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Live at Loophole

Release date: 25.01.12
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November 2001: started to record as Kakawaka and publish the music online on a yellow website | 2002: move from Göttingen to Berlin | 2003: created website together with Hardy Küster | first CDR release “rocknroll” on copyleftrecords | 2005: first self-released CDR “Computerpunk” | first performance with Boris Monopolskij | first solo concert at the now-defunct Galerie Scherer8, Berlin-Wedding, which also marks the first use of a fork | 2006/07 one year in Tokyo, member of trio “Droise” with noise artist 23N! (Stéphane Perrin) and drummer Yōsei Takahashi | since 2007: concerts, concerts, concerts | 2008 Fork I breaks during a performance at Wallywoods in Berlin-Weißensee in front of almost no one, since then Fork II is in use| 2011: started duo “Ika Wakakan” with Iku Sakan | acoustic balloon performances with Seiji Morimoto | …


Once I heard someone say “Rocknroll!” (with a thick German accent) and I thought he was right. Around that time the internet was kind enough to inform me that there is such a thing as “noise music” where you can do what you want, which was what I wanted to do. Kakawaka as a word had been in my head for years, now I finally understood what it meant. It is not Japanese. But how could I perform live? In 2005 Phil Wolotkin aka Monopolka aka Boris Monopolskij came to Berlin and asked me to join him on stage for one of his performances. I was very excited and had a few days to prepare, which I did. The night of the concert Phil started to play alone and I was to join him after a while. Somehow I managed to knock over a table on stage within seconds (literally: seconds), thus disabling all of my equipment except of one microphone hooked to a distortion pedal. The rest I don’t really remember, but afterwards I was devastated and the audience took this chaotic disaster to be a very well-thought-out statement. Later the same year, I started to play solo concerts.


What are you searching for with your performances?

Once I find it, I will get back to you.

When I make music at home sometimes I (a) have an idea in my head, sometimes I (b) don’t. Case (a) usually leads to me failing at the realization of the initial idea and then playing around with the results of that failure until I like it. Case (b) starts at the playing-around stage. For some reason it seems to be very important to create all sounds from “scratch” (i.e. not use samples etc.).

Live performances are improvised, but since I’ve been playing the fork for quite a while now, there are many recurring patterns. When possible, I try to include the room or objects in the room. There is another kind of performance I have occasionally been doing since 2009. This involves me in a trench coat, mouth and eyes taped shut, wearing a small battery-powered amp around the neck. In my pockets I have some effect pedals that are used to manipulate cable feedback and then I stumble around blindly emitting screeching noises from the amp around my neck. This works best in public spaces.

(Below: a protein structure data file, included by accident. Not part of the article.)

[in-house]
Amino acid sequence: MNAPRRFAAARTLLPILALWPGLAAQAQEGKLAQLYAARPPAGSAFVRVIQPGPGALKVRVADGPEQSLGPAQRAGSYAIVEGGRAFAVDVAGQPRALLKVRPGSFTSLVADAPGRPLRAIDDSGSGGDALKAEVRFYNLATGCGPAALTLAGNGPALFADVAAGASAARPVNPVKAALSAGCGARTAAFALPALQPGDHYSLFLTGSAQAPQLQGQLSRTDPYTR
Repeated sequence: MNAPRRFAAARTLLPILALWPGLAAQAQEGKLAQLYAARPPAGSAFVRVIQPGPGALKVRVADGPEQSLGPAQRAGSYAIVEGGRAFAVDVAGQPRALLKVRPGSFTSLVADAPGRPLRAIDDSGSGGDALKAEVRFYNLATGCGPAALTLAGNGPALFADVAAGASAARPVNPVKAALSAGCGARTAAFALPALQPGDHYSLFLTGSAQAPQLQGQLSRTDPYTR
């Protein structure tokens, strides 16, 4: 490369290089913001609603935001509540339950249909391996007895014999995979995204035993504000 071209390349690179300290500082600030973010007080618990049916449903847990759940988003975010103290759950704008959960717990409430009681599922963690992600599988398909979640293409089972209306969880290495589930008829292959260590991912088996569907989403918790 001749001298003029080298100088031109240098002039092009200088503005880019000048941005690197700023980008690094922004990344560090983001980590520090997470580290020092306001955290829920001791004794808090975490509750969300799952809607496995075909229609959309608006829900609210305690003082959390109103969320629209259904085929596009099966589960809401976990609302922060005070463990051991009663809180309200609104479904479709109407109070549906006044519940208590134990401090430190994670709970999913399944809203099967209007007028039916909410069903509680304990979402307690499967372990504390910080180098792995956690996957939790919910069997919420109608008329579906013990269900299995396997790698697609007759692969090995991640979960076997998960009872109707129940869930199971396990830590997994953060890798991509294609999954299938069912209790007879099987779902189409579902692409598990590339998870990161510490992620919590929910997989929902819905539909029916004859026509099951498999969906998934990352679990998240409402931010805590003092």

Tell us more about your fork and balloons

For my first live concert I was looking for resonating things in cheap stores, when I found this huge three-pronged barbecue fork, which worked very well with a contact microphone. Since then the fork has become my most-frequently used object in live performances and it is probably the closest I ever came to “mastering an instrument”. Balloons are silly and childish but have an air of danger about them. They are full of nothing. Blowing up a balloon immediately creates a simple yet very effective narrative. There’s something peculiar about expecting to be shocked by something so predictable. And you can get a surprising variety of sounds out of them.


And about your costume setup: sun glasses, Bermuda shorts, and water wings?

Don’t forget the white socks, leopard vest, yellow T-shirt and the hat! Initially I wanted to look silly - maybe even funny – in the least cool way possible, I guess. Monopolka’s clownish stage persona was a big influence in the beginning. Over time things developed. Changing into the costume has become a ritual of preparation. Also, there is an element of self-sabotage: part of me would like to be taken seriously; part of me has a huge problem with that. And yet another part of me really does not like the idea that the way you dress should have any kind of influence on the way your music is received. So, I defy you to take me seriously, although I look ridiculous, which should not change your perception of my music, and PLEASE don’t take me seriously. Thank you. The water wing is for safety.


Does Kakawaka's fork miss your hair?

No, when I had long hair it worked as a brush, now it’s more of a comb. But it still works.


How do noise music impact your life?

Probably my hearing will go bad over time.


Why to become a noisemaker or a performer?

I am not sure I ever made that decision.


Future challenges:

I do not have anything planned in particular. Please feel free to challenge me if you like.



In Berlin the amazing record stores Le Petit Mignon / Staalplaat ( and Rumpsti Pumsti Musik ( are good places to get information about local shows and maybe even buy something. Dienstbar ( has been a long-running event. Live venues change a lot but ausland ( is a place that has been around for many years and NK ( seems like it could last.
Also, I highly recommend the Avantgardefestival in Schiphorst, which is between Hamburg and Lübeck (


Anything else to add?





Kakawaka (Christoph Petermann), 21st January 2012





[ar061] KAKAWAKA
Live at Loophole




KAKAWAKA (Christoph Petermann).

Recorded by Iku Sakan (2), and by Stas Mankovich (1). October 14, 2011. Loophole, Berlin. EQ by Bonequi.

Special thanks to Loophole and Julian Ronnefeldt.
Picture by Maja Szerszen at Avantgarde Festival Schiphorst 2011. Design by Audition Records.